Weekly News Roundup: What does gentrification mean for local schools?


Our team is always seeking the latest news in the field of education. As advocates for a high-quality education for ALL students, we know we have to stay up-to-date on everything that’s going on in the education spheres of our nation…from the White House to the local public school district, from new legislation to the small acts of bravery and kindness made by a single teacher, from the milestones and celebrations to the hazardous injustices affecting many of our nation’s students.

Here are the stories that we’ve been talking about this week.

Supreme Court Could Be Headed To A Major Unraveling Of Public School Funding via NPR

In a case with potentially profound implications, the U.S. Supreme Court’s conservative majority seemed ready to invalidate a provision of the Montana state constitution that bars aid to religious schools. A decision like that would work a sea change in constitutional law, significantly removing the longstanding high wall of separation between church and state.

Report: Rust Belt, Deep South Home to Most Economically Segregated School Districts via U.S. News and World Report

The 50 most economically segregated school district borders in the country – borders that isolate communities with high rates of poverty from their wealthier neighbors – are clustered in just 13 states concentrated in the Rust Belt and Deep South swaths of the U.S.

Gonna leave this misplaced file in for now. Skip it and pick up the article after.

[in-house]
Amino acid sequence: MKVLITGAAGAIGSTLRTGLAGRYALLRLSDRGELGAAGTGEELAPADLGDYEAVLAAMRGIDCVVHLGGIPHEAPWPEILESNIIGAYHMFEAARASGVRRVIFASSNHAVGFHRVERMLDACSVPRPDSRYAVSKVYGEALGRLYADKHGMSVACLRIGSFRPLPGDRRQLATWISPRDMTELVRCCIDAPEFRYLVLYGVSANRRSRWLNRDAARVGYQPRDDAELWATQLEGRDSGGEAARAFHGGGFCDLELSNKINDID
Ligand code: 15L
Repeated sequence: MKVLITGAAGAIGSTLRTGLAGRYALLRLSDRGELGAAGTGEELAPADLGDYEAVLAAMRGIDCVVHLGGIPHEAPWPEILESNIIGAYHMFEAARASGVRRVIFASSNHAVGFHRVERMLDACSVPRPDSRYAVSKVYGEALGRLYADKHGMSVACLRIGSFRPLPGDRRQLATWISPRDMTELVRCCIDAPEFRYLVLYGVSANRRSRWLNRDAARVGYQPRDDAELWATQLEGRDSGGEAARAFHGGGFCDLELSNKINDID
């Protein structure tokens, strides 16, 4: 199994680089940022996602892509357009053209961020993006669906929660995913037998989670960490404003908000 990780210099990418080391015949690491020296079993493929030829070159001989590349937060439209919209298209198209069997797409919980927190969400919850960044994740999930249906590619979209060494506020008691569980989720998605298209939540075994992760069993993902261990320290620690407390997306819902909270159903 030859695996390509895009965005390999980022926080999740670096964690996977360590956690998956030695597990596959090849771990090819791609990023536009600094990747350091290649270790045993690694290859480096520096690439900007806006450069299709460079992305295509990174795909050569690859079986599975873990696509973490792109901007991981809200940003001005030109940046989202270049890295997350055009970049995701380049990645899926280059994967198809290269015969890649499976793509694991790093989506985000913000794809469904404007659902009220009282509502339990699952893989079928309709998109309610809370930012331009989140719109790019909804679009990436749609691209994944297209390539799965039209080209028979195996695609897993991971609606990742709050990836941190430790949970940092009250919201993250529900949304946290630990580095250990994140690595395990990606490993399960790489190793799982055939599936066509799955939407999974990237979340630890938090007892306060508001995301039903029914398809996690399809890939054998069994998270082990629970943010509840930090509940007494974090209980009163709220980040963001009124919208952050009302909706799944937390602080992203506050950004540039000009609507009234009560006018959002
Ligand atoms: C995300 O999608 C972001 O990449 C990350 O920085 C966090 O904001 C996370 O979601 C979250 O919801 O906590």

The findings are part of an update to EdBuild’s “Fault Lines” report, published three years ago, which measures economic segregation along school district borders by comparing the proportion of school-aged children in the districts on either side who live below the poverty line.

From Numbers to Insight: Leveraging ESSA’s School Spending Requirement for Fair Funding via Education Trust

For decades, researchers have used federal data to show that within states, the districts with the most students from low-income backgrounds and the most students of color receive less funding than districts with the fewest students with these characteristics. And researchers have used other data to show that those same kinds of funding inequities exist within districts. But now, thanks to a new requirement in the Every Student Succeeds Act (ESSA), states must put this information in the hands of parents, advocates, and other community members who can use it to push for fair funding in their local schools.

One thing to read this weekend

What does gentrification mean for local schools? Fewer students via Chalkbeat

New research quantifies that trend, showing that as neighborhoods nationwide gentrify, they tend to lose students.

Those declines in enrollment may come because gentrification displaces some families, while new entrants don’t have children or are skeptical of neighborhood schools. Gentrification also often coincides with an expansion of alternatives to neighborhood schools, as has happened in Denver, where families can choose from a menu of district and charter school options.

Did any of these articles particularly speak to you? We would love to hear your thoughts! Let us know in the comments below:

January 27, 2020
The Expectations Project

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